When I began dating again after my divorce, I got the reputation for being the "one date wonder." I had several friends who told me I was too picky or that my standards were too high. Several women friends mentioned that everyone has issues and you just have to learn to live with them. And you know what I say to that? Bull.
I am not saying that we all don't have issues. We do. We, as divorced people, have been through an experience that has had some impact on the way we view dating and relationships. What I am saying, is that you do not have to suffer a terrible relationship because you believe there is nothing better. Having some issues or after-effects from a divorce is one thing. Being dysfunctional, mean or immoral is something else. And you know what? Being alone is better than accepting any of that.
Many of my friends who thought my goals were too lofty routinely spent years in relationships that made them unhappy. One friend's boyfriend called her child a "little shit" to his face. One friend's boyfriend berated her son for bringing him the wrong drink. They stayed with them for years after giving the excuse: "He was just frustrated." "It was just a bad day." For me, there is no excuse for this behavior. These are Big Red Flags that should become deal breakers...after one time. One friend had a boyfriend who never showed affection. One friend told me he knew his girlfriend was bad for him, but he just couldn't quit going back for fear of loneliness. And that, I think, is the crux of excusing the Big Red Flag behaviors - loneliness. And that is the biggest mistake people make after divorce - holding on is better than being alone.
I don't think anyone, for the most part, wants to be alone. But it should not be something to fear. How terrible would it be to have fear driving your life rather than desire? Fear of being alone, fear that there are no good ones left, fear of being judged for being alone? For me, this lesson, letting go of fear, came directly from my divorce. I never in my life wanted to go through something like that again (who does, right?). I know that you can't control the outcome of everything in life, but I was going to make sure that I made the best decisions I possibly could. I went through the normal grief, defeat and insecurity of divorce, but on the other side of healing came empowerment. It is kind of fun to feel like you are in control. You decide what you want and how to get it. You decide what you are willing to accept and what you are not. You are empowered with the ability to decide not to settle for anything less than what you deserve.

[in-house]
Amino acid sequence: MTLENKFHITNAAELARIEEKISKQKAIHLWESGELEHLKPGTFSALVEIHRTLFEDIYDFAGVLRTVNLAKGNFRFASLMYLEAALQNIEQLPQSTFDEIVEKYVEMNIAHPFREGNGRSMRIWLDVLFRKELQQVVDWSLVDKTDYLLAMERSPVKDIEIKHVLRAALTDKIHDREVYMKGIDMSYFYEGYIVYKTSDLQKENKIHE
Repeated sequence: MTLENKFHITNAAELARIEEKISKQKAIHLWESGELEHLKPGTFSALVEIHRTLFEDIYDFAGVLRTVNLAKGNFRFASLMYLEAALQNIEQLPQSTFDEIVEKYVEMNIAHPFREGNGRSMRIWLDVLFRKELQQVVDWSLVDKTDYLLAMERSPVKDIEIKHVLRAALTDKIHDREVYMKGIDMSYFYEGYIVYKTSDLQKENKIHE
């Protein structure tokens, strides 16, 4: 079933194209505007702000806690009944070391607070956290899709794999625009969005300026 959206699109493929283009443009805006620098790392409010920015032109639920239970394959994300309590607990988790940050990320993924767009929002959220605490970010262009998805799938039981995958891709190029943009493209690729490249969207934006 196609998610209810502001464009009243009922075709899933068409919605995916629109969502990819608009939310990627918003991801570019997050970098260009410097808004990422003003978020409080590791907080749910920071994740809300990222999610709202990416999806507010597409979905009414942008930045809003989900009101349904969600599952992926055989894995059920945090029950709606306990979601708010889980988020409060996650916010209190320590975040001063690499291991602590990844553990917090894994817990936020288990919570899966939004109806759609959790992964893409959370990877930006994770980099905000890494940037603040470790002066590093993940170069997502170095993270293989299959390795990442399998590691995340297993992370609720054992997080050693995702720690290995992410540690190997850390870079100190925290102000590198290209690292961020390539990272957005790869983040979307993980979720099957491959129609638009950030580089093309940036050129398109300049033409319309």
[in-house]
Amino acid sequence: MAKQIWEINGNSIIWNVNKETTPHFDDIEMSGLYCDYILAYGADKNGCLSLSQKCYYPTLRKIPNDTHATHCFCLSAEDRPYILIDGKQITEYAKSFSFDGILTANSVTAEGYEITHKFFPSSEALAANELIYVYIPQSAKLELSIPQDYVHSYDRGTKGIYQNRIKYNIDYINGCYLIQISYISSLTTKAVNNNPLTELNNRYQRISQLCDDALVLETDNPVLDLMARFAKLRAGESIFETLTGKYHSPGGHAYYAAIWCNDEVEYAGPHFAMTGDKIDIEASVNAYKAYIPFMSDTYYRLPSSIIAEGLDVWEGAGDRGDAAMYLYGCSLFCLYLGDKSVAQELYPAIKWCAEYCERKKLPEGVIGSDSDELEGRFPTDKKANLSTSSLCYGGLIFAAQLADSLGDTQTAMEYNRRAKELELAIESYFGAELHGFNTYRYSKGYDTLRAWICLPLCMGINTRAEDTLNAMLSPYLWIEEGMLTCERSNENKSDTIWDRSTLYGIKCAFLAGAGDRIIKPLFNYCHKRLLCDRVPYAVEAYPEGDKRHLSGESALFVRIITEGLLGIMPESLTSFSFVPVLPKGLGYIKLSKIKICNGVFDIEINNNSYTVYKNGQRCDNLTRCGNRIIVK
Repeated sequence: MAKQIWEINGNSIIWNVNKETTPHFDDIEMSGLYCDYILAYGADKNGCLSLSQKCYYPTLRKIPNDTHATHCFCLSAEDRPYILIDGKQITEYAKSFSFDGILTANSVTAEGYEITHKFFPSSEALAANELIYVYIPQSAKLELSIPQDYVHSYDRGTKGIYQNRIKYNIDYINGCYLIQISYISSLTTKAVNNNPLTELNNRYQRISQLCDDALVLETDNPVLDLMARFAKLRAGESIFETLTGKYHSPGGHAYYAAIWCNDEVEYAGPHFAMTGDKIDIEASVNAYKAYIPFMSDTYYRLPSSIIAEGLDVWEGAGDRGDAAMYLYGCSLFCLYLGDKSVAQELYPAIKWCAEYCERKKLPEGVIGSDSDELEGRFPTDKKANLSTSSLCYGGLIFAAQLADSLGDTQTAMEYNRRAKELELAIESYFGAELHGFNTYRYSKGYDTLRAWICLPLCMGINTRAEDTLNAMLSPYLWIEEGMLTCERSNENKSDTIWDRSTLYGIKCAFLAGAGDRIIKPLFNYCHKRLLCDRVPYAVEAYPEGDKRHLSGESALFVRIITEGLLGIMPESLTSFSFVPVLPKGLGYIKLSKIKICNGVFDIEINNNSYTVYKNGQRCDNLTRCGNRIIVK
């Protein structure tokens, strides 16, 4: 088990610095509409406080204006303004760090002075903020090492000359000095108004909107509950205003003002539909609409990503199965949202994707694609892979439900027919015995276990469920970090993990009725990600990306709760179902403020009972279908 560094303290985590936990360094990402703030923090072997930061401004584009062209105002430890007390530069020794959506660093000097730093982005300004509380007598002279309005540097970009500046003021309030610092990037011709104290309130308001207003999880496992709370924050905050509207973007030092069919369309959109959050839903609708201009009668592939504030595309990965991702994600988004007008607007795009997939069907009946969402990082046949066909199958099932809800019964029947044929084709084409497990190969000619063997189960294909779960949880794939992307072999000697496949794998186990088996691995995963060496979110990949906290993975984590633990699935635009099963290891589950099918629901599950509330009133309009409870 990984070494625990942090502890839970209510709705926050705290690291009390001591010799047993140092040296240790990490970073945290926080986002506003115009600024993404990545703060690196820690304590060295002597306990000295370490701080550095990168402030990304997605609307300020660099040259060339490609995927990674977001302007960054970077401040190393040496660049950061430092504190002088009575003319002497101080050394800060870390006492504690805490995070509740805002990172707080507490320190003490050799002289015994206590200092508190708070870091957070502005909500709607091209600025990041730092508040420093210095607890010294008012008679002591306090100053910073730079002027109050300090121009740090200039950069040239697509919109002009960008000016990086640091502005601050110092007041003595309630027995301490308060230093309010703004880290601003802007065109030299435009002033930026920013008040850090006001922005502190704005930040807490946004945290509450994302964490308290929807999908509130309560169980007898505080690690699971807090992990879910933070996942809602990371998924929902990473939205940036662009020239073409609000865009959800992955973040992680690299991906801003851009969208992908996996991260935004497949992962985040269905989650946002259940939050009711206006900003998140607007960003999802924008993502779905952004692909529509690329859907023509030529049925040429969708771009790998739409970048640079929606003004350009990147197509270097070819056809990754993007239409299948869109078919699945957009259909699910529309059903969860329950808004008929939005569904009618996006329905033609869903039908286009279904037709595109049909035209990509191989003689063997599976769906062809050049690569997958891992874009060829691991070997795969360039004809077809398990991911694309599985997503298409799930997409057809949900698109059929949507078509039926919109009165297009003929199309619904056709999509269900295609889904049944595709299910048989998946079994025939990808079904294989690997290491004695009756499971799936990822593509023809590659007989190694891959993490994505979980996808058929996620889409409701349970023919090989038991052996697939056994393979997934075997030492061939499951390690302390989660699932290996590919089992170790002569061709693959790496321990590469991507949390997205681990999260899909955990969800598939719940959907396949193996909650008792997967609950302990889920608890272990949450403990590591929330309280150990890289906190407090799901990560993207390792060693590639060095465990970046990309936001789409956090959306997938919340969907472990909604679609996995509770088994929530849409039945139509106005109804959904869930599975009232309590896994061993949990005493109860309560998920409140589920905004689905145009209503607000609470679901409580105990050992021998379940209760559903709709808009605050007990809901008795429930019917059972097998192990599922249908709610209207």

If you accept the mantra I used when I was dating, that being alone for the rest of my life is better than being with the wrong person (and this mantra evolved over the course of my healing from my divorce), then you eliminate the temptation to accept less than what you want. Being alone is okay. It is not always fun. It is not always easy. But accepting the possibility that being alone can still mean being happy, takes the pressure off of having to meet someone or stay with someone you know is not for you. If you do not feel that you can be alone and be happy, then really, you are not ready to date. You are still in a position where you are relying on someone else to make you happy, and we all know that only you can make you happy.
Once you reach the point of accepting that you would rather be alone for the rest of your life than be with the wrong person, my other mantra comes into play - your deal breakers must actually break your deal. This is a biggy. For this to work, you must identify your deal breakers. Some behaviors are acceptable or up for negotiation, but some are unacceptable. When you see something that you know is a deal breaker, then break the deal. Anything else is unfair to you and to your significant other.
Do not be afraid to have standards. Do not be afraid to be alone. Once you are released from that fear, you are liberated. You are happy no matter your relationships status, so repeat after me:
I would rather be alone for the rest of my life than be with the wrong person.
This post originally appeared on sweetenthedeal.com.